Skip to content

Meditation as listening

My meditation practice changed a lot during lockdown. Some of the things that used to encourage me to practice had shifted, and I was given the space to notice that.

I realised that I could no longer make myself do any practice that feels trying to get somewhere, or to master a technique, or as a self-improvement project. It seems I used to be more motivated to meditate when I was trying to find a cure for emotional discomfort!

So what does that leave? At the moment (until things change again), it leaves meditation as an act of listening.

To the rise and fall of body sensations.

To the flow of emotional energy.

To the presence in the land – of the air, the ground, the plant and animal beings.

To something wiser than what my thinking mind knows.

To the insights that can only be received by the imaginative part of me.

Just listening. Not judging, or fixing, or trying to make something happen.

Listening more deeply.

There’s an indigenous teaching about the importance of ‘deep listening’, which I have come to think of as listening with the whole of my body.*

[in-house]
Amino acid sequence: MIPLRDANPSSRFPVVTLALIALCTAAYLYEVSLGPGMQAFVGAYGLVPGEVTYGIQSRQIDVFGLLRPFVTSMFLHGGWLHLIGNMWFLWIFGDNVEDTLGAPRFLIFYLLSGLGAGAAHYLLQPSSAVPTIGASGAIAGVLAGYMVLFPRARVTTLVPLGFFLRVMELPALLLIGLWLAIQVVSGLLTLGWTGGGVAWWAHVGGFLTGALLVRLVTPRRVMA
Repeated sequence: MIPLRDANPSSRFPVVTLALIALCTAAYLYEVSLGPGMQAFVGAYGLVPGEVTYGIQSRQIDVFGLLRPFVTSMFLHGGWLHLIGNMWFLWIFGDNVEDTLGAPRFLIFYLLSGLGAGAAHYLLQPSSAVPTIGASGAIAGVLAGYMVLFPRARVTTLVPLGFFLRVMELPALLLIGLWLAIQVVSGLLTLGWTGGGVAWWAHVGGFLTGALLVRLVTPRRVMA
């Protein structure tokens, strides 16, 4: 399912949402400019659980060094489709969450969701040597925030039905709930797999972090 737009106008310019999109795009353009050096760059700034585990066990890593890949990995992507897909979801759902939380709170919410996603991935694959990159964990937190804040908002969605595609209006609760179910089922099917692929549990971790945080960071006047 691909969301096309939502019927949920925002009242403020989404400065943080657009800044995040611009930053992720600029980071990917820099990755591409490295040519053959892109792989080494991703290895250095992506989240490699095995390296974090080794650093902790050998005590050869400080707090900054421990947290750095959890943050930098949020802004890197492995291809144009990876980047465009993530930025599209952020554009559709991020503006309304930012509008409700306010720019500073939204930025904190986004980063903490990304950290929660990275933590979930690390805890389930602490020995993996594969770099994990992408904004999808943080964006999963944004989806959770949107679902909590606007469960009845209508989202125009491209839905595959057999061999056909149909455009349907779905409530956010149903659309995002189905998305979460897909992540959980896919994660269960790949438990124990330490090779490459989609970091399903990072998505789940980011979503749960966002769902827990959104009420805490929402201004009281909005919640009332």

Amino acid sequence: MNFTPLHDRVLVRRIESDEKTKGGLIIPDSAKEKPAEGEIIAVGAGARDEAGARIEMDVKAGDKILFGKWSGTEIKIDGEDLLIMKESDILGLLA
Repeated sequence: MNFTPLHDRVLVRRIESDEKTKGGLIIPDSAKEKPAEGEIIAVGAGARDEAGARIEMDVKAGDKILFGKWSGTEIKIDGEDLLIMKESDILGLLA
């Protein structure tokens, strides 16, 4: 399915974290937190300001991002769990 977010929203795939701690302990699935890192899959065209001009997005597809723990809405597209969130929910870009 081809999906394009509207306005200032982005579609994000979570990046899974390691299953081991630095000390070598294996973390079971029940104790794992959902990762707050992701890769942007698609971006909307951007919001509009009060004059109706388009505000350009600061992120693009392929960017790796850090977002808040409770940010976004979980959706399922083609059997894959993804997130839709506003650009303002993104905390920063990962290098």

To me, that sometimes feels like like listening with my eyes, or seeing with my ears. A brightly-coloured flower seems to speak to my eyes; or a sound can bring me information just as directly as anything visual.

Going into lockdown gave me the space to take baby steps towards deep listening. Coming ‘out’ of it is giving me the desire to continue.

*My understanding of ‘deep listening’ is informed by the interviews in the beautiful documentary Voices Of The Grandmothers and by the writing of Hank Wesselman

2 Comments Post a comment
  1. Helen S #

    Thank you for this article on meditation as listening. it is inspiring hearing of your exploration of and changes in your meditation practice. I’m reminded of Dadirri, an Australian indigenous movement which basically means ‘deep listening’. If you haven’t already, you may be interested in looking it up, it was started by Miriam-Rose Ungunmerr-Baumann who was made Senior Australian of the Year in 2020. It is a beautiful way of being. Here is a link to her foundation: https://www.miriamrosefoundation.org.au/dadirri/ There are other links online.

    Like

    August 14, 2021
    • Yes, the practice you mention is referred to in the Hank Wesselman article I linked to at the bottom of the piece – it has been very inspiring for me too! Thank you for sharing an additional link 🙏

      Like

      August 17, 2021

Leave a Reply

Fill in your details below or click an icon to log in:

WordPress.com Logo

You are commenting using your WordPress.com account. Log Out /  Change )

Google photo

You are commenting using your Google account. Log Out /  Change )

Twitter picture

You are commenting using your Twitter account. Log Out /  Change )

Facebook photo

You are commenting using your Facebook account. Log Out /  Change )

Connecting to %s

%d bloggers like this: